Most of the isolated glute exercises used to strengthen these muscles target hip extension and hip abduction. What most people fail to understand is that there are actually three parts to the glutes that are used simultaneously in a movement like walking and running.

To effectively strengthen the glutes you must use exercises that performs these three key functions in order to restore optimal movement. The exercise needs to stabilize the hip, act as a hip rotator, and lock the head of the femur into the socket, creating a very tight and stable hip joint during gait. This prevents the ball and socket joint from rattling around during walking and running.

The strength is of no importance to the body if it does not relate to a movement pattern. 

What exercises should you use? Where do you start?

Breathing & Basic Pelvic Stability

Before I do any deadlifts or single leg work I will spend considerable time learning basic stability and correct breathing patterns to ensure my body can hold a neutral pelvis. Remember, strengthening is of no use to you if your stability is compromised.

This is the easiest place to start and really ensures that you know how to create stability at the pelvis using your abdominal muscles and not your hips. The videos below teach you how to activate your inner unit stabilizers in a series of very simple floor based drills. These are fantastic video to watch as I explain exactly how to find neutral, how to brace your core correctly, and then how to ensure it remains in neutral during simple movements. The second video to the right explains how valuable a stick placed on your spine can be when trying to learn how to remain in neutral.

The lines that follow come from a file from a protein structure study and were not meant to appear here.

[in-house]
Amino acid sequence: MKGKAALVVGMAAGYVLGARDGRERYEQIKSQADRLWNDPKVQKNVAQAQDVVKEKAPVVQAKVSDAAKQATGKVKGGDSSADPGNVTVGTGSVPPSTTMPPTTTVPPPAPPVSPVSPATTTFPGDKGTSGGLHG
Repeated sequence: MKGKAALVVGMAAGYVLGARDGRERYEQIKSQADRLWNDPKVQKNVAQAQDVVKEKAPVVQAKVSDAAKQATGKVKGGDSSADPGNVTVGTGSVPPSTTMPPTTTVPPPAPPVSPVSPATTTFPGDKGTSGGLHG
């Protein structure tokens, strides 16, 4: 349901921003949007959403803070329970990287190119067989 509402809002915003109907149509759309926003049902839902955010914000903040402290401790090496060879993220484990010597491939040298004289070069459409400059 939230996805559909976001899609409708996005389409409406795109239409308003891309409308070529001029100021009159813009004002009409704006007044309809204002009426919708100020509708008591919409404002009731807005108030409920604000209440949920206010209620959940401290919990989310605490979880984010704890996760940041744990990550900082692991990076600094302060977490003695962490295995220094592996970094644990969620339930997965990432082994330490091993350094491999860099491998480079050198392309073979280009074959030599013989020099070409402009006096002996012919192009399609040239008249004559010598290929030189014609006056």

These exercises set the base for you to build upon where you can introduce the more challenging exercises that will strengthen the gluteus maximus. This stage must precede the strengthening.

I suggest to read these articles for more about breathing and hip/pelvic stability.

Strengthening Gluteus Maximus

This can be very challenging and you may find you make many mistakes during this process which is fine. Once again I will start with basic exercises before progressing to the standing up movements that will make the biggest difference. If you rush the process or skip steps you will pay a price for this later on.

Below is a one page checklist you can download with all you need to know about glutes.

Without doubt the most effective floor based exercise and my “go-to” movement in the early stages is horsestance. This is a popular exercise with most core programs and is used by therapists all over the world for all types of back pain. This is actually one of Dr Stuart McGill’s “Big 3” exercises featured in his book “Back Pain Mechanic”.

This reason this exercise works so well for activating the glute max is that it provides you with complete control and added stability of your pelvis to generate hip extension. The four point position is the most stable position for the hip and also the shoulder allowing you to use your glutes to their full potential without stability being compromised. However, by far the most advantageous part about this exercise is that it reduces any compression into the SIJ as you are horizontally loaded.

Adding a cable or rubber tubing to the foot forces much more strength and core stability than just a bodyweight exercise and to gain full value of the exercise you must do this.

The second exercise is the single leg hip extension and this is a fantastic test to use to reveal any hidden weakness or compensation. This is a lot harder than it looks, and I suggest to have a partner help you with this to guarantee you do it correctly. This is a great way to ensure you maintain a neutral pelvis throughout and avoid any shifting laterally.